$25M 'Hoax' a total bust, for our money
By DAVID BIANCULLI
DAILY NEWS TV CRITIC
What do you get when you take the guys behind "The Biggest Loser," "Manhunt: The Search for America's Most Gorgeous Male Model" and "Scare Tactics" and have them work on a new reality series?
Junk, that's what.
NBC's "$25 Million Dollar Hoax," a three-part series premiering tonight at 10, isn't just bad. It's odious.
"$25 Million Dollar Hoax" isn't even an original bad idea. It's a bad ripoff, done even more repugnantly than the original. In this case, the original was the Fox reality series "My Big Fat Obnoxious FiancÚ," in which a young blond woman conned her family into believing she was marrying a slob.
In "Hoax," the blond, Christine Sanford, is handed a $5 million check from Ed McMahon, a prize from the faux Internet site "BigWin.Net." (Later, she'll get a chance to increase the prize by spinning a wheel, rigged to hit $25 million.)
The alleged dramatic payoff, though, is that the young woman has to alienate her family by spending the prize money as fast as possible, and only on herself. Everywhere she shops, actors are planted as salespeople to make the experience as degrading as possible for the family members who join her.
If every family member sticks around and shows up for the fake finale, then Christine wins $400,000 for her family. If not, they get zero.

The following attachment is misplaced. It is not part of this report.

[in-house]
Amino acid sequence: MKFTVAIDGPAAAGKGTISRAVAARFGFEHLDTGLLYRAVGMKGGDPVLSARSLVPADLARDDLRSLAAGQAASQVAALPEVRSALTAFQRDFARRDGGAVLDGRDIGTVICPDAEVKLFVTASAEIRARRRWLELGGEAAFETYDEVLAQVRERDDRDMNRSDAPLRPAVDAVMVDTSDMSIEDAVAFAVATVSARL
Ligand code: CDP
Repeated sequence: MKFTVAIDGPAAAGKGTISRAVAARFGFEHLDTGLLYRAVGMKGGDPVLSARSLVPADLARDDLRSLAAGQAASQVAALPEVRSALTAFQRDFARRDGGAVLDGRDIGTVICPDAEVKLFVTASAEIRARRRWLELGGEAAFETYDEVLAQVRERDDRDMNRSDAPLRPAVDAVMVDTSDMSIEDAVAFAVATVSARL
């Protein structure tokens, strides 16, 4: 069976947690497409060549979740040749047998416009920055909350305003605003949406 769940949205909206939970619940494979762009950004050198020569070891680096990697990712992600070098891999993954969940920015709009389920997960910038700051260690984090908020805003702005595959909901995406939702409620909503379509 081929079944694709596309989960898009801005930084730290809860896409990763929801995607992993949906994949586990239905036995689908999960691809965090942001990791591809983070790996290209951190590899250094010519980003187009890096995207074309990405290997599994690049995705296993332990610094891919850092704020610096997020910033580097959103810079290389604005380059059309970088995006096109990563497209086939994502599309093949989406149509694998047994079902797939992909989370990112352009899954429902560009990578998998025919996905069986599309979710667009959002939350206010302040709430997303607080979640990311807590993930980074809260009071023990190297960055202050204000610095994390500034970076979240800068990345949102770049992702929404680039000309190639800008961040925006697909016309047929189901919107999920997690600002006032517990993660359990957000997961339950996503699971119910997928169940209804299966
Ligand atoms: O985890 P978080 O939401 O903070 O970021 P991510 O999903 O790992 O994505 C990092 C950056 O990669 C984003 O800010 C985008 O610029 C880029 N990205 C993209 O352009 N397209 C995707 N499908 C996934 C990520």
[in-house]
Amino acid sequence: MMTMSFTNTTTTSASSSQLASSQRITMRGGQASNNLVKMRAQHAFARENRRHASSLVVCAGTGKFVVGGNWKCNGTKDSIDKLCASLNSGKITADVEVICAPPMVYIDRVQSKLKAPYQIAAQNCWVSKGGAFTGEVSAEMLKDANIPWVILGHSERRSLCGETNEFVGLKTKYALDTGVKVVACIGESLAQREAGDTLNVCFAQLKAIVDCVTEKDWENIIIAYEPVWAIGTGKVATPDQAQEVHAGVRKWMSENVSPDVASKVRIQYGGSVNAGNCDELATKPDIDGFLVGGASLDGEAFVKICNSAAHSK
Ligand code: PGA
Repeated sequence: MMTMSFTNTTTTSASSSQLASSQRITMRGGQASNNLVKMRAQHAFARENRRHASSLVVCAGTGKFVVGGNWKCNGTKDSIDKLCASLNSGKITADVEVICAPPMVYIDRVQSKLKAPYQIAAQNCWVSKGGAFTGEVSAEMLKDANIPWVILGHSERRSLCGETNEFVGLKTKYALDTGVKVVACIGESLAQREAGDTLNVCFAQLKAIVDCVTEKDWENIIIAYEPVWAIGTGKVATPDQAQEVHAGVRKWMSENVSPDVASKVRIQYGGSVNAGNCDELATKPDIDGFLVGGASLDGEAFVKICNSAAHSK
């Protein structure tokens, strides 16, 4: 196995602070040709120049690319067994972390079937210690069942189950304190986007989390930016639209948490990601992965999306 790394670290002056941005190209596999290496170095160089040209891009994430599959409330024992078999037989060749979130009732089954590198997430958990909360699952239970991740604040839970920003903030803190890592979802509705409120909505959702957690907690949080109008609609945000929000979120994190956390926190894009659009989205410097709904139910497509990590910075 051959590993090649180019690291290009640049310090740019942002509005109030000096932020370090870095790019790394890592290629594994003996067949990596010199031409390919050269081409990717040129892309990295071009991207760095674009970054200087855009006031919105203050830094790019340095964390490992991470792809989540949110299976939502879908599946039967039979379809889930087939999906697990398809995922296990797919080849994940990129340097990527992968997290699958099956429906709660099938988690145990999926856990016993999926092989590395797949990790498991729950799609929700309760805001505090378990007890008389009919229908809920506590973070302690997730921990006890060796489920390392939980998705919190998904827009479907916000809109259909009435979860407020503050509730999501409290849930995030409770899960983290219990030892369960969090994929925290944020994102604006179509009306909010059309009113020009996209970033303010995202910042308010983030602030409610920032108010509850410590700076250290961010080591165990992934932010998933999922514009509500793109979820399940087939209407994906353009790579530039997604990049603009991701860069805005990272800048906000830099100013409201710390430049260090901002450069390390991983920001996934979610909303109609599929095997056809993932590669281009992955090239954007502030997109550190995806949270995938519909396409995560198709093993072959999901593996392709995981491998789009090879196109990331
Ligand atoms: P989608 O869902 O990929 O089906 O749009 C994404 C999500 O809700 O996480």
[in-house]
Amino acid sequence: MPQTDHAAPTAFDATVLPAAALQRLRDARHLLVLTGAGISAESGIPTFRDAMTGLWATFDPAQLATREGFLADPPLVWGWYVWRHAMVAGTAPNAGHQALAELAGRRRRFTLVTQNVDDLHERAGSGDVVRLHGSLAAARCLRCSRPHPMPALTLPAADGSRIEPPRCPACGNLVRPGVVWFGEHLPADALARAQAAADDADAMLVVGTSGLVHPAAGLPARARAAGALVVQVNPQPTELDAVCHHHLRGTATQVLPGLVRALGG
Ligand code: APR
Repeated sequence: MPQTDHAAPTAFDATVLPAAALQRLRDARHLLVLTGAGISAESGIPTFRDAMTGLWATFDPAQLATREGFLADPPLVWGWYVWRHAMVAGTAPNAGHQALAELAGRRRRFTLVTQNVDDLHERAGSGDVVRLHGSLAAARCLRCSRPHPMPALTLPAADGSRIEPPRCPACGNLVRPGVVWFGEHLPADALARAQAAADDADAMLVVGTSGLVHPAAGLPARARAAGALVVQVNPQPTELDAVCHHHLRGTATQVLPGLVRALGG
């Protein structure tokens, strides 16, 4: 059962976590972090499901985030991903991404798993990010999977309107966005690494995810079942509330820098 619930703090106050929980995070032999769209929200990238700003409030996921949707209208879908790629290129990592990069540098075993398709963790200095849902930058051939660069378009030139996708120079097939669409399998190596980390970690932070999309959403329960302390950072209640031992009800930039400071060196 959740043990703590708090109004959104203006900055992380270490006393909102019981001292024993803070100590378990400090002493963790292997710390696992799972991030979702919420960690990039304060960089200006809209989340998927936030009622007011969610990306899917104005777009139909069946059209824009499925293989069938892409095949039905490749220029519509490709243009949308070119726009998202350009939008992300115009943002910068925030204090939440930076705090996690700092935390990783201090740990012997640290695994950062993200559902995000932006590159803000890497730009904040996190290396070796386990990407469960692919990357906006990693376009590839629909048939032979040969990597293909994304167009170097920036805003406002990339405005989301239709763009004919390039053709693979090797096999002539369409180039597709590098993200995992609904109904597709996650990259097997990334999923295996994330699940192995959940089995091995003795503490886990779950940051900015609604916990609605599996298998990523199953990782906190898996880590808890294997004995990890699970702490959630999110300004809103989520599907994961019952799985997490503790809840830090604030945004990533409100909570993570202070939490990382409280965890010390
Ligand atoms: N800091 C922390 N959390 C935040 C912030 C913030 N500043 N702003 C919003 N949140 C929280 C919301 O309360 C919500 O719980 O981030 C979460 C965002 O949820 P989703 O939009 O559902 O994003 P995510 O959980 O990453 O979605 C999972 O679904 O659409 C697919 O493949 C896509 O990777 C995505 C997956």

"Hoax" is the kind of show that shouldn't have credits. It should have blames. George Gray, the smarmy host, also presided over "Todd TV." Ben Silverman ("The Biggest Loser"), Stuart Krasnow ("Manhunt") and Kevin Healy and Scott Hallock ("Scare Tactics") actually manage a sort of reverse synergy here: Their combined effort is even worse than their individual ones.
"It's only going to get worse," the narrator says after Christine's first shopping spree.
As she shops for overpriced outfits and charges a Hummer on her game-show credit card, Christine's family begins to simmer. Their discomfort is supposed to provide our entertainment, and made all better by the actual cash if they make it through this sadistic gauntlet.
It's the tasteless TV equivalent of blood money. NBC Universal television group President Jeff Zucker should be ashamed of himself - not only for producing this disgusting waste of time, but for stealing from Fox and doing it so poorly.
"It was only 20 minutes in," Christine says as she begins duping her loved ones for the sake of a reality-TV payoff, "and I was already feeling really crappy."
See you and raise you, sweetheart.